Why doesn’t its interpretation of the Clean Air Act consider the most low-emission coal plant technologies?
The Green Controversy
- energy derived from trash-to-energy facilities and non-Class I biomass facilities meeting certain requirements.
- See, e.g., Mass. Regs. Code tit. 220, § 11.06 (2) (d) (2002) (requiring customer disclosure labels with information on fuel, emissions and labor characteristics); Code Me. R § 65-407-306 (2)(E)(2) (2002) (requiring competitive electric suppliers to disclose fuel mix and emissions characteristics); R.I. Code R. 90 000 016 (2002) (requiring non-regulated power producers to provide information to customers about fuel and environmental aspects); cf. Conn. Gen. Stat. § 16-245p (2001) (electric suppliers must submit quarterly reports to the Department of Public Utility Control with information on energy sources and emissions data that the Department will make available to customers).
- 18 C.F.R. § 292.303(a).
- 18 C.F.R. § 292.204(b)(1)(i).
- 16 U.S.C.S. § 824a-3(b) (2001). PURPA requires the Commission to ensure that rates for sales under PURPA that do not exceed the "incremental cost to the utility of alternative electric energy."
- 16 U.S.C.S. § 824a-3(d) (2001). "[T]he term incremental cost of alternative electric energy means, with respect to electric energy purchased from a qualifying cogenerator or qualifying small power producer, the cost to the electric utility of the electric energy which, but for the purchase from such cogenerator or small power producer, such utility would generate or purchase from another source."
- Jeanne M. Dennis, Comment, Smoke for Sale: Paradoxes and Problems of the Emissions Trading Program of the Clean Air Act Amendments of 1990, 40 UCLA L. Rev. 1101, 1106-1107 (1993).
- Investigation of GIS Certificates Associated with Qualifying Facility Agreements, Maine PUC Docket No. 2002-506 (Sept. 6, 2002).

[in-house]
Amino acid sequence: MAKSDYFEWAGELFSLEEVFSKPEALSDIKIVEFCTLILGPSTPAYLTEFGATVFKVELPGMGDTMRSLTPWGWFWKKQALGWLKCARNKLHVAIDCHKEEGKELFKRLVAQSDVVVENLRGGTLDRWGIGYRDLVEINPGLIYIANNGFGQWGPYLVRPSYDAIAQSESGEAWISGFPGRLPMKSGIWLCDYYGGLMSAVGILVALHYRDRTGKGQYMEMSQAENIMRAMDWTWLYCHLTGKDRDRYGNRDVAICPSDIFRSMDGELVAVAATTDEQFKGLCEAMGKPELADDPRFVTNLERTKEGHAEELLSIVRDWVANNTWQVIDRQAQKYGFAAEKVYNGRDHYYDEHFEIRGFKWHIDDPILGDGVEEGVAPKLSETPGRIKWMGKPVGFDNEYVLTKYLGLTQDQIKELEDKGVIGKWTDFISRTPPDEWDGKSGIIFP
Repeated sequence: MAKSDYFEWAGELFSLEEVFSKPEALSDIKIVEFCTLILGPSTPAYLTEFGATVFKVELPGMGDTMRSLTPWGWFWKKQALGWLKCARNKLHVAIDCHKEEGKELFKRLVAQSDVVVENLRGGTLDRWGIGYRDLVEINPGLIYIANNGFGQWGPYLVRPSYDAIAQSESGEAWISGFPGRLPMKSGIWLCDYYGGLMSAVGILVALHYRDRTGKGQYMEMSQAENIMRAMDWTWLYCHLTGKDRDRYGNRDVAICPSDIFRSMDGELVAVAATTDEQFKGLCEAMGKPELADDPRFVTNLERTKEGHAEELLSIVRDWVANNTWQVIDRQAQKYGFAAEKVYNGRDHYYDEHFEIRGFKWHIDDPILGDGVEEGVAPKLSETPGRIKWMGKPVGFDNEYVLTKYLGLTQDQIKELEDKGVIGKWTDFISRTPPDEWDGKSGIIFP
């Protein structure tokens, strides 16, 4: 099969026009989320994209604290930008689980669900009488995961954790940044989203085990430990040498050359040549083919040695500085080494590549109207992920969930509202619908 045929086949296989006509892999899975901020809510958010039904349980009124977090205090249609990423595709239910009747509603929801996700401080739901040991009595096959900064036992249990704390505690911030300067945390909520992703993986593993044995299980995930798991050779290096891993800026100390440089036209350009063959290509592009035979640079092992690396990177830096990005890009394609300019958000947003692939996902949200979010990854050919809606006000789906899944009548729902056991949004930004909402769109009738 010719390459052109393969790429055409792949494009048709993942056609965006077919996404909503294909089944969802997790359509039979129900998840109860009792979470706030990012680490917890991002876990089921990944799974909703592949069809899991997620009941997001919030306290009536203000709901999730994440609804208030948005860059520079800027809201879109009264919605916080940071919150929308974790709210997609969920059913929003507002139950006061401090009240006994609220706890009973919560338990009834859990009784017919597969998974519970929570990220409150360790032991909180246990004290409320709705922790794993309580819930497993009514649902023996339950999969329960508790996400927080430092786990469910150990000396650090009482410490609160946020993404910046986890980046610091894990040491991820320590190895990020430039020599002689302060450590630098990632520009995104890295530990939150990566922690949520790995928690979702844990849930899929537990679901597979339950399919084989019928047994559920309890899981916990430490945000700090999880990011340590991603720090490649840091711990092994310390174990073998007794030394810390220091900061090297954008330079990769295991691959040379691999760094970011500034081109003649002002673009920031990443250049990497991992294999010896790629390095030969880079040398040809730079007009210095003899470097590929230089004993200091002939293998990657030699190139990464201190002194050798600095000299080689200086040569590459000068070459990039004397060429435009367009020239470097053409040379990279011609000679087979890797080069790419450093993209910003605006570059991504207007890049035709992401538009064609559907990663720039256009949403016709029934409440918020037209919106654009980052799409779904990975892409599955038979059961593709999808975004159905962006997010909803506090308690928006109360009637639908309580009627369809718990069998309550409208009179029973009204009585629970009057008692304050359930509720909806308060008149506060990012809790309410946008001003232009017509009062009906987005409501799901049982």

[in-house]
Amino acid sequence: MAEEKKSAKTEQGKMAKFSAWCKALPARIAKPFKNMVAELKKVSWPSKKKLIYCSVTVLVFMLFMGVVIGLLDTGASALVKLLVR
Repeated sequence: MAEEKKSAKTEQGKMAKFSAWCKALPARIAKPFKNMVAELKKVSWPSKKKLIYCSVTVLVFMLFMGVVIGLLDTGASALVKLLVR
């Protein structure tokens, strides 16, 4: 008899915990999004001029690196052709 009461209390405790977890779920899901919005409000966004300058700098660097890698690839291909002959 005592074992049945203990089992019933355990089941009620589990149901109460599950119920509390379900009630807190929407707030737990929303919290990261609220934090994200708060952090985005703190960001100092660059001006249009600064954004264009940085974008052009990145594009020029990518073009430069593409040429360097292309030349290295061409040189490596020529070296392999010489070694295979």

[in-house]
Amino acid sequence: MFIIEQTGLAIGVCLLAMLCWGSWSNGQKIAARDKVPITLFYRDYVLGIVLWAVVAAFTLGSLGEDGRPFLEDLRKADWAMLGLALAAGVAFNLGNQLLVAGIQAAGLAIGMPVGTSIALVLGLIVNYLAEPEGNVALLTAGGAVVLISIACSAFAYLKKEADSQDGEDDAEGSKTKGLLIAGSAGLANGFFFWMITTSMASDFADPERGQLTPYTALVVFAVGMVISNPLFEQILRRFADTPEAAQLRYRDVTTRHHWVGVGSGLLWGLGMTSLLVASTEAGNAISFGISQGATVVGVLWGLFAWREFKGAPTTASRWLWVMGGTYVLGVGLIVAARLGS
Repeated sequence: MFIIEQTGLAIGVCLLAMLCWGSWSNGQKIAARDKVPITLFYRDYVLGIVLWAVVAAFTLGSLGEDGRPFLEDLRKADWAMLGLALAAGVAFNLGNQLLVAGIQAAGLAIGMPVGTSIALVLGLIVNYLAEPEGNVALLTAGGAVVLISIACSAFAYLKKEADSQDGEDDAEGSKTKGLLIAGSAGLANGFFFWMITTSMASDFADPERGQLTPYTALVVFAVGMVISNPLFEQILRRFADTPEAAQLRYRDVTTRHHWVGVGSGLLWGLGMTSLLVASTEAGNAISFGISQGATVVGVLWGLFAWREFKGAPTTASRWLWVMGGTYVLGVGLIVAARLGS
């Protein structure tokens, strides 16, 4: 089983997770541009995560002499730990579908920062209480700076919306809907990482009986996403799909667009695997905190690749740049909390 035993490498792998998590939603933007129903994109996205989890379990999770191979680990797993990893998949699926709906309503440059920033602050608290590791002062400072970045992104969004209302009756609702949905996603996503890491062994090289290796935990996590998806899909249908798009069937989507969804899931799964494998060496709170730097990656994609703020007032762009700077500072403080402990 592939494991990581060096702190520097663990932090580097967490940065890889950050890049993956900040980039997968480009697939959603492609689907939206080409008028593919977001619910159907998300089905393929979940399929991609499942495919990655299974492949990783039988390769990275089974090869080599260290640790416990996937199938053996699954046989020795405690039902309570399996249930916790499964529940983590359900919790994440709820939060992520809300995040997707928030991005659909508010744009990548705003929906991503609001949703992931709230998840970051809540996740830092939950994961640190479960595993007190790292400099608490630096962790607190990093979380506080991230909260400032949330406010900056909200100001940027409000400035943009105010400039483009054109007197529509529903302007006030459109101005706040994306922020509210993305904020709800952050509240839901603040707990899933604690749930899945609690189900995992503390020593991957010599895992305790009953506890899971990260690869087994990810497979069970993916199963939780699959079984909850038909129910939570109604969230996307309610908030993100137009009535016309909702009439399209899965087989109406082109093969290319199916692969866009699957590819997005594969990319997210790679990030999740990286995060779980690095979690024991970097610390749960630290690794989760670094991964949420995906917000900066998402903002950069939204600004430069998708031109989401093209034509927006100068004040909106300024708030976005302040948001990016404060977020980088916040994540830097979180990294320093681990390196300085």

- Mich. Comp. Laws Ann. § 460.6o(2)(2002).
- "Resource recovery facility" is defined as "a facility that meets all of the following requirements: (i) Has machinery, equipment, and structures installed for the primary purpose of recovering energy through the incineration of qualified solid waste, qualified landfill gas, or scrap tires. (ii) Utilizes at least 80% of its total annual fuel input in the form of qualified solid waste, at least 90% of its total annual fuel input in the form of qualified landfill gas, or 90% of its total annual fuel input in the form of scrap tires, exclusive of fuel used for normal start-up and shutdown. (iii) Is a qualifying facility as defined by the federal energy regulatory commission pursuant to the public utility regulatory policies act of 1978, Public Law 95-617, 92 Stat. 3117. " Mich. Comp. Laws. Ann. § 460.6o(1)(a).
- Or. Rev. Stat. § 758.525 (2) (2001).
- Or. Rev. Stat. § 758.505(1) (2001). The price for this purchase shall not be less than "the incremental cost to an electric utility of electric energy or energy and capacity that the utility would generate itself or purchase from another source but for the purchase from a qualifying facility."
- Minn. Stat. Ann. § 216B.164 Subd. 4(b) (2001).
- Fla. Stat. Ann. § 366.051 (West 2001). "A utility's full avoided costs are the incremental costs to the utility of the electric energy or capacity, or both, which, but for the purchase from cogenerators or small power producers, such utility would generate itself or purchase from another source."